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I still cant get why my body shakes when I lay down at every heartbeat.
Because your body is recovering from a massive trauma.

another way to look at this is that: someone has just hacked open your chest, ripped it wide apart and cut off major arteries from your heart. In any other age you'd be dead

1660941817453.png

so its no wonder the body is a bit disturbed by what's gone down. At the very least there'll be a lot of inflammation there. Ever had any injury before?

Also you don't now what state of worn out your other valve was in, and now you've not only got a new part, but one that won't wear out but seals a bit abruptly.

Give it time, be patient :)
 
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pellicle

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Everyone with a mechanical valve seems to notice this directly after surgery ... if not forever :).
a year or so back I got a flu with a fever ... that raised my HR and were it not for the 110HR all the time I'm sure it would have rocked me around. As it was it felt more like an orbital sander ...
 

thomas999

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Jul 18, 2012
Messages
48
Location
sterling heights, michigan, usa
The heart is an amazing muscle in the body, pumping some +/- 2000 gallons of blood a day. The valves of the heart need to open and close abruptly for the heart to pump efficiently. If a valve does not close abruptly the efficiency of the heart goes down causing problems. It is probably a good thing that you feel the abruptness of the valve closing which indicates your heart is working efficiently.
 

erricojj

VR.org Supporter
Supporting Member
Joined
Jun 12, 2022
Messages
32
Location
CT and FL
Regarding the body shaking heart beats, I am SAVR plus 4 weeks. I received a 29mm Edwards Inspiris Resilia valve (a tissue valve) in replacement of my bicuspid aortic valve. When laying in bed, I too experience a strong heart beat that shakes me a little. That may be some evidence that it is not necessarily associated with a mechanical valve.

Good luck and best wishes for your continued recovery.
 

SerkanC

Member
Joined
Aug 19, 2022
Messages
5
Location
London
That is what makes me think as well. Body shaking as heartbeats when lying down on the back is a physical response. Even another person can see my body shaking with naked eye. So it must have a physical trigger.

  1. If it is due to the mechanical valve closing abruptly, it will be a life-long problem. That means I will have to live with that.
  2. If it is due to edema around the lungs, the sternum, and the heart (in other words, as a result of trauma), then it is temporary, I just need to wait for complete recovery. But here I have the question: Why has it gotten worse compared to 1 month after surgery and 3 months after the surgery? My body started accumulating extra fluid after the first month?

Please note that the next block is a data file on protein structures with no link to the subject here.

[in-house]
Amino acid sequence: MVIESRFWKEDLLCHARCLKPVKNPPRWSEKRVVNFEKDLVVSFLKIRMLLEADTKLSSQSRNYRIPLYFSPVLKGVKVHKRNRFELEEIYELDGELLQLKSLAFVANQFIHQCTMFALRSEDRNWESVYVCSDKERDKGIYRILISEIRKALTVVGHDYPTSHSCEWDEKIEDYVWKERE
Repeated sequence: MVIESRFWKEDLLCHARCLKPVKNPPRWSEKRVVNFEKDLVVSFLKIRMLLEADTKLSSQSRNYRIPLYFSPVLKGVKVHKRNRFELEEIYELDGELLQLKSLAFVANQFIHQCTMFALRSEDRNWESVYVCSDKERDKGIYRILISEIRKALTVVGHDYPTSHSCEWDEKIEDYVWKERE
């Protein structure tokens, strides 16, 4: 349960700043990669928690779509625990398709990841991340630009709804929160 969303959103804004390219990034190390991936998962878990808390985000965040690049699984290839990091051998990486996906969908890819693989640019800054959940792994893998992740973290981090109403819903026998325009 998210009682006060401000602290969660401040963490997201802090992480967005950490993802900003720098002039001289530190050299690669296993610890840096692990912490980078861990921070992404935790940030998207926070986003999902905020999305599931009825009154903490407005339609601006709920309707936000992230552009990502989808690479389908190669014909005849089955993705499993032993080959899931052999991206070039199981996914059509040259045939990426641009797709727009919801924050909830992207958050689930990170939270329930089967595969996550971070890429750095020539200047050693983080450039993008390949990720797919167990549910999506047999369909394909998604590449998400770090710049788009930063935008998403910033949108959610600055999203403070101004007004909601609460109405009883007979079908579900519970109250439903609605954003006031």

3. if It is due to the position of the heart, then it is temporary, I just need to wait for complete recovery.
  4. If it is due to isolation loss due to pericardium cut, then it is temporary, I just need to wait for complete recovery. But same questions at 2.
  5. If it is due to high BP or arrhythmia or A-fib, then more beta-blockers would be required. However, as far as I know, I don't have these problems.
At Uk, it is hard to see your doctors after being discharged :). I will have my second check in the last week of September. That will be the question that I will definitely ask and will inform you about the response.
 
Last edited:

Protimenow

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Aug 10, 2010
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Location
California
SerkanC - I just read your thoughtful summary of some of the reasons that you can feel your body shake when your heart beats.

I didn't realize it today, but yesterday was the 31st anniversary of my St. Jude valve - there are many more here who've had a mechanical valve much longer than I have.

I can still sometimes feel my body move, if I'm sensitive to it, and lying quietly in bed. Perhaps my issue isn't nearly as severe as yours.

I didn't read through this whole thread, but I saw the issue about flashing lights.

I've been getting these since I was in my teens - 25 years before my OHS. They're migraine auras - they mess with the eyes, creating patterns that aren't always easy to describe, then they go away. For me, it takes about 30 minutes until they finish.

I'll rarely have numbness or tingling n fingertips or the side of the tongue. Again, these go away.

Also - I have these events, numbness in hands and tongue, and sometimes total blindness in one eye (temporarily) after I take Zyrtec. I know two others with this same issue. I suggest that if you get this after taking Zyrtec, that you AVOID IT completely.

I have, and the extremely concerning symptom didn't return. (When I had Covid and didn't know it, I had temporary blindness in one eye that lasted about 30 minutes. The ophthalmologist found nothing structural that would have caused it - he called it Amaurosa (I may have the spelling wrong), and I suspect it was because the Covid messed with my heartbeat..

Post-OHS, we may have some minor secondary stuff to put up with. But it sure beats the alternative.
 

pellicle

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If it is due to the mechanical valve closing abruptly, it will be a life-long problem.
it is and not it won't, it'll settle down as your heart settles and the swelling goes down.

it will always be there a little bit, but not anywhere near as much.

FWIW it has had an effect on my ability to hand hold photographic shots in low light with my camera and I've had to pay attention to it on trigger release when target shooting.

At in the UK, it is hard to see your doctors after being discharged
TBH there isn't really much that they can do for this, and TBH will likely dismiss most of what you say as being "SEP" ... just focus on recovery, take it day at a time and remember that time passes and you are stuck in the now for all of it. But one day you'll notice "hey ten years have got behind me", but don't worry its not time to run yet ;-)
 

Amy

Well-known member
Joined
Jan 6, 2013
Messages
254
I have the body-shaking heartbeat sometimes too, but I noticed it before surgery too when meditating.

Something new though is the eye-shaking heartbeat, particularly noticeable in the morning and also when I’m suddenly scared and my heart pounds super hard, like when almost attacked by a dog or human. It’s really weird to feel your heartbeat in your eyes. I wonder if anyone else has this?

I hope you heal well and feel great soon. Take good care.
 

SerkanC

Member
Joined
Aug 19, 2022
Messages
5
Location
London
yes, it still happens. I went to a private doctor yesterday, he said it is either from the valve or possible fluid accumulation around the heart. I am going to take an echo and ECG tomorrow to see the root cause.